Hardly anyone of influence in Europe believes in tax harmonisation any more outside a few French socialists, yet Mr Brown constantly bangs on about it as though it's about to engulf us. Of course, there is one area of tax harmonisation he is very much in favour of, and that's the levelling up of excise duties on fuel, tobacco and drink to Britain's punishingly high levels, but unsurprisingly this gets as little air time in Europe as all Mr Brown's other flights of fancy.
The Chancellor claims to be pro-European, but in reality he's as Europhobic as The Daily Telegraph and The Sun, for whom, bizarrely, he now likes to write opinion pieces. OK, OK, so this is high politics, and his increasingly anti-European remarks are for domestic consumption. Yet there is enough misinformed pontificating about the threat of a European super state without such an accomplished, high ranking and intelligent minister of state constantly adding to it.
In his speech to a business leadership conference, Mr Brown said he would also wage war against the supposed deluge of wasteful regulation coming out of Brussels. Pots and kettles spring immediately to mind, for as Chris Huhne, a Liberal Democrat member of the European Parliament points out, over the past year alone, Mr Brown has recruited more new civil servants than the entire staff of the European Commission. If they are not engaged in regulation and tax collection, what is it that all these people do? He should try explaining that to business leaders before ignorantly launching into his next attack on the European bogeyman.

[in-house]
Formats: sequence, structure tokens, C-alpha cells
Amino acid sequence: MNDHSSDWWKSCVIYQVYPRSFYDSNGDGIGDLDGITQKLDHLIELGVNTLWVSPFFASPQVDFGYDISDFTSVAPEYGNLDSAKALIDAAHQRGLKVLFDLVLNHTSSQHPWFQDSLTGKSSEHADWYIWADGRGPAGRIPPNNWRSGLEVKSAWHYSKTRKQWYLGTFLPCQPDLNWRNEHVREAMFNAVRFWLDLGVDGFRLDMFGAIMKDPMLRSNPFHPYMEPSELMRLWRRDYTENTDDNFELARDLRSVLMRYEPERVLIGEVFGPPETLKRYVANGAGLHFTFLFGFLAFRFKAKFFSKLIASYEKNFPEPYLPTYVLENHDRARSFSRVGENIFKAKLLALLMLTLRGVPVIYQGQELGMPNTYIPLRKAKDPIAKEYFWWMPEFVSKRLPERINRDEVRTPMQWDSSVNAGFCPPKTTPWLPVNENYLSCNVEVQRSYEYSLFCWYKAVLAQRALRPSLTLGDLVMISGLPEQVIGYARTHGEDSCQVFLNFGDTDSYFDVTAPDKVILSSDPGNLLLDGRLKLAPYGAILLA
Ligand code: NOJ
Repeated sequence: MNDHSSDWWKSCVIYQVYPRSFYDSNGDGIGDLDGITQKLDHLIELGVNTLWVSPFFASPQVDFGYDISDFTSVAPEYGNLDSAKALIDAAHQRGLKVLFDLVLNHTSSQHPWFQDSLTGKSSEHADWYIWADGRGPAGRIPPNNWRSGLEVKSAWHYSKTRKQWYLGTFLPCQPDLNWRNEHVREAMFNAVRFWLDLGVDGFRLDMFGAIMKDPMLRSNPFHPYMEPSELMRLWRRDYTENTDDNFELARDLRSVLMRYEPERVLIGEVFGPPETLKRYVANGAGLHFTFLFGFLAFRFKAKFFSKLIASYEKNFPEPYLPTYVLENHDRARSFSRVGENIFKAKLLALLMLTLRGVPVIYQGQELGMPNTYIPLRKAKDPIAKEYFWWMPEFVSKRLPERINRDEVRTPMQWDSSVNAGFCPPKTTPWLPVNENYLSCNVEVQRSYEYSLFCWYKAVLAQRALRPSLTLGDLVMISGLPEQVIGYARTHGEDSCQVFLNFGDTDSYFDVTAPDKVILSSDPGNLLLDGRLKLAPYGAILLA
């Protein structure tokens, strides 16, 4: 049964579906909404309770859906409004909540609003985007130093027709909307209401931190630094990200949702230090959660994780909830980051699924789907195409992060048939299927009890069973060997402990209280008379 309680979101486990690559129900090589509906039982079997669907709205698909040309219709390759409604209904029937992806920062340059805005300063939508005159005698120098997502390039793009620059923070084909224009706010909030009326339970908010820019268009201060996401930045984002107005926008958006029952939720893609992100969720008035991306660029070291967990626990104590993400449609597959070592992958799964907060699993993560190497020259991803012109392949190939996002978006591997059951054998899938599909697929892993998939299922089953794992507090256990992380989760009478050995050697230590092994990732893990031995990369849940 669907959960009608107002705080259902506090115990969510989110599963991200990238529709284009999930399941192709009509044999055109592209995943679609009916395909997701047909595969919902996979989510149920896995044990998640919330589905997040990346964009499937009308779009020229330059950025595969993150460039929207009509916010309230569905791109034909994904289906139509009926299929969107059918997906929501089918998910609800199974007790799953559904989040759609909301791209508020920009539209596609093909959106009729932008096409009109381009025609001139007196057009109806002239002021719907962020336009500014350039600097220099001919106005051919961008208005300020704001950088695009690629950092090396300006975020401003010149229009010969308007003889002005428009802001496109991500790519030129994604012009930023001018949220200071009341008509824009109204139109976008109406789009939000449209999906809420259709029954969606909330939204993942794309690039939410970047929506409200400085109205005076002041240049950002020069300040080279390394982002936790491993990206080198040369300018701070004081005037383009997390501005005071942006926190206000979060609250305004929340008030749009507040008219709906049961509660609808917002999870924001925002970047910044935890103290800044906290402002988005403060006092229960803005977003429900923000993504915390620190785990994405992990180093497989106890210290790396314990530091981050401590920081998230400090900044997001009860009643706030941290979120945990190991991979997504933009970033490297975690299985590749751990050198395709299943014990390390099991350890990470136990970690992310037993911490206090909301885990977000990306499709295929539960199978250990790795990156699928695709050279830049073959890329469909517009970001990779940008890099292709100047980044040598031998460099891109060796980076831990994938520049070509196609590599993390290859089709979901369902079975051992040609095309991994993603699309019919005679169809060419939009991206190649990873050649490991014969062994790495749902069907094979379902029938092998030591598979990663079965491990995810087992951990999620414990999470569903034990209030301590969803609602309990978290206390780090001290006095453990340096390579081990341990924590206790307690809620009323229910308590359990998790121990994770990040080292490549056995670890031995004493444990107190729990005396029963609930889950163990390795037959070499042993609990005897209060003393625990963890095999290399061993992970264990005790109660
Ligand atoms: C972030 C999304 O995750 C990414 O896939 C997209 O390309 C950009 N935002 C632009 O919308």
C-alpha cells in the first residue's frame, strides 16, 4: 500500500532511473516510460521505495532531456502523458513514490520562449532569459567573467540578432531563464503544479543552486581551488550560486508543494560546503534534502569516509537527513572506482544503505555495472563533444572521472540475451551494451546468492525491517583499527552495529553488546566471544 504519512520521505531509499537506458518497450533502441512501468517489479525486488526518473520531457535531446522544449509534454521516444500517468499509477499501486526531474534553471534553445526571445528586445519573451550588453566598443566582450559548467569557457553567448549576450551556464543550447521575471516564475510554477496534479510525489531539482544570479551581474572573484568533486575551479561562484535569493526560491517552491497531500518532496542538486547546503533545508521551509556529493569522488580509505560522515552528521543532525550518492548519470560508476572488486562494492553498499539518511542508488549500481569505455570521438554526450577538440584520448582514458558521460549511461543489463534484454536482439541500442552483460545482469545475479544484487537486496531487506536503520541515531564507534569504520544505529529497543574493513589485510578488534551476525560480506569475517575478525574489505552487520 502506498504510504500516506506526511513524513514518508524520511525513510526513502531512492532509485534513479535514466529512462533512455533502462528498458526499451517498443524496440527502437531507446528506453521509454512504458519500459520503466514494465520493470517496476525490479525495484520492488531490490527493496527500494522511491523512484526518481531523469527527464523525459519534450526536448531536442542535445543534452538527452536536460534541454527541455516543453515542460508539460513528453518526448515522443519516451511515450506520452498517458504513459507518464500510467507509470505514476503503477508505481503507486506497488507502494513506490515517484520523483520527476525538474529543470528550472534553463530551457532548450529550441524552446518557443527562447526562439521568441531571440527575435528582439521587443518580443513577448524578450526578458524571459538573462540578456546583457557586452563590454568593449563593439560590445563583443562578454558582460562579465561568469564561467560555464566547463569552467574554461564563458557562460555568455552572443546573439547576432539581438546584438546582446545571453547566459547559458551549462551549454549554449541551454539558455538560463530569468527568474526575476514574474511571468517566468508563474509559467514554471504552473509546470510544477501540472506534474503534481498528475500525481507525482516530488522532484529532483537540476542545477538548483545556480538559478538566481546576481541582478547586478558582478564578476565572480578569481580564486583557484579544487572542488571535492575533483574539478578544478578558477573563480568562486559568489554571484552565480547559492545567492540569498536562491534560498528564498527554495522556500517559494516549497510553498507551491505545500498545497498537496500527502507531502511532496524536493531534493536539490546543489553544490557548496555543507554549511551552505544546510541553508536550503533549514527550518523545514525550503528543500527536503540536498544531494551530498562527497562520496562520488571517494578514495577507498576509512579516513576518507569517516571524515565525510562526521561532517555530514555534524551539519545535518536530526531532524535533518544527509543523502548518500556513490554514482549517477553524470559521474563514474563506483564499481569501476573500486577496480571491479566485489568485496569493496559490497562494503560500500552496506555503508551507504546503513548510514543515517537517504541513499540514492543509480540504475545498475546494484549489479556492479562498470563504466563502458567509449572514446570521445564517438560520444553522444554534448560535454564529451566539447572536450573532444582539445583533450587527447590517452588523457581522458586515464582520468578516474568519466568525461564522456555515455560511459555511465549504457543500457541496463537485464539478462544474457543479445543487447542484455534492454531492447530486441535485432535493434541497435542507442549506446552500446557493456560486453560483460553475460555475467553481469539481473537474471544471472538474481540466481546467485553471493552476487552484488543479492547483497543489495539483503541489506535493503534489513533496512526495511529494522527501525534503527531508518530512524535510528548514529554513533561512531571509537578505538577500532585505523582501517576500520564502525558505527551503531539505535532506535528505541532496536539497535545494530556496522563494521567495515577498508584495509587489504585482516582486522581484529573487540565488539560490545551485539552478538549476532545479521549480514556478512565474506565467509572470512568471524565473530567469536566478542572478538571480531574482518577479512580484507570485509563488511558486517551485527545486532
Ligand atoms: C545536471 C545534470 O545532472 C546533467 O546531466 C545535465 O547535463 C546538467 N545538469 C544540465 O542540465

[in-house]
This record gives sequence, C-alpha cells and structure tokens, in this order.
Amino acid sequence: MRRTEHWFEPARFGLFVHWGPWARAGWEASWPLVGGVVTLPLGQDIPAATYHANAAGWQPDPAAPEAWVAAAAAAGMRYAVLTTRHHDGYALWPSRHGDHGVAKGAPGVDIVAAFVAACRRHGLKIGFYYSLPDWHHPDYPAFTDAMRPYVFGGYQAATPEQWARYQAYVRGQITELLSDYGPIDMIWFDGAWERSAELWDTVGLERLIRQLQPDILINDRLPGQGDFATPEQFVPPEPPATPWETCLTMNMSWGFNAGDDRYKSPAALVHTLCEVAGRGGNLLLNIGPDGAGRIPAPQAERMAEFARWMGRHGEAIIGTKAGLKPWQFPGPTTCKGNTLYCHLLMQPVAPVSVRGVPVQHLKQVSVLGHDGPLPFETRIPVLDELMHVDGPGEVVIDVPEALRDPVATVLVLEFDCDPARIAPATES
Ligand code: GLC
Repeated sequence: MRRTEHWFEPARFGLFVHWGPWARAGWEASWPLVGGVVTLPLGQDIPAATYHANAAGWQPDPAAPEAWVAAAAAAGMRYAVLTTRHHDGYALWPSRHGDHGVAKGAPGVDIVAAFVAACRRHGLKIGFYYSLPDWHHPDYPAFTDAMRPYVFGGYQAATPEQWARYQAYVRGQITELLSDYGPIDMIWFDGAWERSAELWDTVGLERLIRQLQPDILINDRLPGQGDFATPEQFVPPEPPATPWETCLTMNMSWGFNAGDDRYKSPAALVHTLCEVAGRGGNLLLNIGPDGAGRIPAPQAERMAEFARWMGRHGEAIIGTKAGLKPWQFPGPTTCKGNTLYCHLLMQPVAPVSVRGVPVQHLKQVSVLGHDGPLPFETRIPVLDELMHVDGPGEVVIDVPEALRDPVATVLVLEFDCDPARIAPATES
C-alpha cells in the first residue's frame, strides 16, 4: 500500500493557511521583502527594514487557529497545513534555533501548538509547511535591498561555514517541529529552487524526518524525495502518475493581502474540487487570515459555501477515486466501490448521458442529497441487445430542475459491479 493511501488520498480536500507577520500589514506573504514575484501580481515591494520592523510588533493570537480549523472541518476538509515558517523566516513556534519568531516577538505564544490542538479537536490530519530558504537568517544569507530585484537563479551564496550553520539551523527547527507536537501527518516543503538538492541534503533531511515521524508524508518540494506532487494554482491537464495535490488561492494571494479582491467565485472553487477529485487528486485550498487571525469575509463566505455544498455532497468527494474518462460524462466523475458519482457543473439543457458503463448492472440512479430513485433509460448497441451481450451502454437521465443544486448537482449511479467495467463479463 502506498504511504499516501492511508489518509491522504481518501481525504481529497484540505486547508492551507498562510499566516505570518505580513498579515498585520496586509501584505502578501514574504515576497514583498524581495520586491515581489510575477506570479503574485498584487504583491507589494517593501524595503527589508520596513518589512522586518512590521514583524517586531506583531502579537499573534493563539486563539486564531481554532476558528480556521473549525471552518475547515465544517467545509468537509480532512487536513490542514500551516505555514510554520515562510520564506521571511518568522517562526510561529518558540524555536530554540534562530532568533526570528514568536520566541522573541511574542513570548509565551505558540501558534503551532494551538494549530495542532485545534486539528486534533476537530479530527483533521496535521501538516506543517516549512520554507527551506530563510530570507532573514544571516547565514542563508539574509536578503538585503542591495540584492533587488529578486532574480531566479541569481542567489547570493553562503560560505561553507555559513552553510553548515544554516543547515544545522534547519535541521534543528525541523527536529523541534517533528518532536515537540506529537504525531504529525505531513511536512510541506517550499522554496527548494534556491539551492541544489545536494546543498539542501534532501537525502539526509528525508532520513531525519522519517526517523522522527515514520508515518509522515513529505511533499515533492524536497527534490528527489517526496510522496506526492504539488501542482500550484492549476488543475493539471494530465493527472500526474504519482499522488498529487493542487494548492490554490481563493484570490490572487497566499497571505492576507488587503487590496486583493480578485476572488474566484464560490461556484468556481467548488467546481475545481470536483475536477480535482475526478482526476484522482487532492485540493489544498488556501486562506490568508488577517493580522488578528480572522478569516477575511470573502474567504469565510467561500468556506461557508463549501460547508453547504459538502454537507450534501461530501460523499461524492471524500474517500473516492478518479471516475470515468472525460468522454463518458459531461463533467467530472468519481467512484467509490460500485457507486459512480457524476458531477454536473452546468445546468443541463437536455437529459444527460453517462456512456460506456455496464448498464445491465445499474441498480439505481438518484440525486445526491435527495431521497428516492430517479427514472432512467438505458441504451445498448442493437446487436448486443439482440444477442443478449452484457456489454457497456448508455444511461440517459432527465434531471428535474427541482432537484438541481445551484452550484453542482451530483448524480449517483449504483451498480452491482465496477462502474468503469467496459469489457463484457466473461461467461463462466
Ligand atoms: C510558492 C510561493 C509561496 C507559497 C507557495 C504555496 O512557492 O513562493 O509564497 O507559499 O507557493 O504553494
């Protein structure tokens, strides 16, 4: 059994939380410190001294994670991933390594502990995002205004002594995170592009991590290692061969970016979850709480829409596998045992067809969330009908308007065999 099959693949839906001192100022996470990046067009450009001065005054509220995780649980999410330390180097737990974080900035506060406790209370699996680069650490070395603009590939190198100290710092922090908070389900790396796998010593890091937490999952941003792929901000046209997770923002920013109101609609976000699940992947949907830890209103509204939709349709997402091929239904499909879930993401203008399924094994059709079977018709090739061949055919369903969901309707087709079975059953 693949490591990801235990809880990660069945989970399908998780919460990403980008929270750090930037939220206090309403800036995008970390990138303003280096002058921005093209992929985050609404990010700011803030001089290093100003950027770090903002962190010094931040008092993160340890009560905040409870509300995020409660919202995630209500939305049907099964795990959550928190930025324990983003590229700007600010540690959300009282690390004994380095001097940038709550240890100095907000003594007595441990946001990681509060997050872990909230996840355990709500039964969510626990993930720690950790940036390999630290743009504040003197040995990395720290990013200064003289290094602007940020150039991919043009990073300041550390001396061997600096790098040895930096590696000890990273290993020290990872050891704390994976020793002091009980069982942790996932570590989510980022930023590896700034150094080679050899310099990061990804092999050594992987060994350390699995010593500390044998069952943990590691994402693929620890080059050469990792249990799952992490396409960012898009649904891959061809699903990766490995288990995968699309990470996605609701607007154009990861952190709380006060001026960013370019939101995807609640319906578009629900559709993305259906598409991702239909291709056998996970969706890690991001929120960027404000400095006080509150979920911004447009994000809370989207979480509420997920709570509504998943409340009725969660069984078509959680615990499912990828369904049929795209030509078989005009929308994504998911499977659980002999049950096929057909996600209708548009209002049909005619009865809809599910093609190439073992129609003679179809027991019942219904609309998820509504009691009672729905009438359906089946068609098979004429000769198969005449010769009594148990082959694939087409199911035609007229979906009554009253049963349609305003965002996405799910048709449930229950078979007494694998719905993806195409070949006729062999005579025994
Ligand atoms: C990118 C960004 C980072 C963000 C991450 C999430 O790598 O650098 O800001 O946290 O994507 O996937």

Steve Norris, the former Tory Transport Minister who was yesterday formally anointed as interim chairman of Jarvis, should make up his mind whether he wants to be a businessman or a politician, for the way things are going, he looks likely to fail at both. As a combative, anti-New Labour politician, he's a completely inappropriate non-executive chairman of Jarvis, whose business as a government contractor requires an apolitical, and low-profile schmoozer.
Furthermore, his determination to stand as a candidate for the London Mayor gives him a clear conflict of interest as a politician, in that Jarvis is a major beneficiary of the PPP for the Tube. Mr Norris says he will resign from Jarvis when he wins the election, but nobody, other than Mr Norris himself believes he'll be victorious, which will presumably leave him as permanent chairman of Jarvis. It's all most unsatisfactory for shareholders. Having finally got rid of poor old Paris Moayedi, an autocrat but a brilliant businessman, it's out of the frying pan into the fire.Reuse content